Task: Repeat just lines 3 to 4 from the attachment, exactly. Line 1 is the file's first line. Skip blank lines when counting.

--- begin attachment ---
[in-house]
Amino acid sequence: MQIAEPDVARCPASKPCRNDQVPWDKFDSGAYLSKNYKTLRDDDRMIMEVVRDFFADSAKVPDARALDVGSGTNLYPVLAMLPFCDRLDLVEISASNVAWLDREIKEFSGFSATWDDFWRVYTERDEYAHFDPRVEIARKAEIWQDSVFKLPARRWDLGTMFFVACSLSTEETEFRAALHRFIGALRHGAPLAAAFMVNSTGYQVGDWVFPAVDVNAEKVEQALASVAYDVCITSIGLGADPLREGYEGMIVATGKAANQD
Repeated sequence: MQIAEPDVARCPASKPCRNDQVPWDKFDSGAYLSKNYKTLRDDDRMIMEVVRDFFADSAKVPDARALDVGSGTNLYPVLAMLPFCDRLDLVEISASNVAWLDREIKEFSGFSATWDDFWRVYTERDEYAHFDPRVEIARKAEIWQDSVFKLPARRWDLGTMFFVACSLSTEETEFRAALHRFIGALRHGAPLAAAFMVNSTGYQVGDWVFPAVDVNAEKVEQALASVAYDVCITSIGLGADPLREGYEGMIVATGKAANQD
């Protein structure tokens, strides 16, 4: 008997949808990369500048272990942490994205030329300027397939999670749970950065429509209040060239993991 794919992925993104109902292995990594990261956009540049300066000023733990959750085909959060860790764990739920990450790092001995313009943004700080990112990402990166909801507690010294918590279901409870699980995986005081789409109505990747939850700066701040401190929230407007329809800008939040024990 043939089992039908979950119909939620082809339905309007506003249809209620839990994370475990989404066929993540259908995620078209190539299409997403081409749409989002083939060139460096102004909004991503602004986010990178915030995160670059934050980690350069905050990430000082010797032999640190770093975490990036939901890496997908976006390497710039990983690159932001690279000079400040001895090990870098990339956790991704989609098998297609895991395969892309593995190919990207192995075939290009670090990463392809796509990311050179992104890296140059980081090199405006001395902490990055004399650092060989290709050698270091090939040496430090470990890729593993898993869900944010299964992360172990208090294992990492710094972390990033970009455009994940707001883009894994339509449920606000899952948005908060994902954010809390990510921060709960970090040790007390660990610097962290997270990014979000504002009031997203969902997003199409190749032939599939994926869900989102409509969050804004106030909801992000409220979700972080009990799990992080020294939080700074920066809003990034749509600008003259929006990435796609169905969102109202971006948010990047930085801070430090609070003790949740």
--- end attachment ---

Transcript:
Repeated sequence: MQIAEPDVARCPASKPCRNDQVPWDKFDSGAYLSKNYKTLRDDDRMIMEVVRDFFADSAKVPDARALDVGSGTNLYPVLAMLPFCDRLDLVEISASNVAWLDREIKEFSGFSATWDDFWRVYTERDEYAHFDPRVEIARKAEIWQDSVFKLPARRWDLGTMFFVACSLSTEETEFRAALHRFIGALRHGAPLAAAFMVNSTGYQVGDWVFPAVDVNAEKVEQALASVAYDVCITSIGLGADPLREGYEGMIVATGKAANQD
């Protein structure tokens, strides 16, 4: 008997949808990369500048272990942490994205030329300027397939999670749970950065429509209040060239993991 794919992925993104109902292995990594990261956009540049300066000023733990959750085909959060860790764990739920990450790092001995313009943004700080990112990402990166909801507690010294918590279901409870699980995986005081789409109505990747939850700066701040401190929230407007329809800008939040024990 043939089992039908979950119909939620082809339905309007506003249809209620839990994370475990989404066929993540259908995620078209190539299409997403081409749409989002083939060139460096102004909004991503602004986010990178915030995160670059934050980690350069905050990430000082010797032999640190770093975490990036939901890496997908976006390497710039990983690159932001690279000079400040001895090990870098990339956790991704989609098998297609895991395969892309593995190919990207192995075939290009670090990463392809796509990311050179992104890296140059980081090199405006001395902490990055004399650092060989290709050698270091090939040496430090470990890729593993898993869900944010299964992360172990208090294992990492710094972390990033970009455009994940707001883009894994339509449920606000899952948005908060994902954010809390990510921060709960970090040790007390660990610097962290997270990014979000504002009031997203969902997003199409190749032939599939994926869900989102409509969050804004106030909801992000409220979700972080009990799990992080020294939080700074920066809003990034749509600008003259929006990435796609169905969102109202971006948010990047930085801070430090609070003790949740």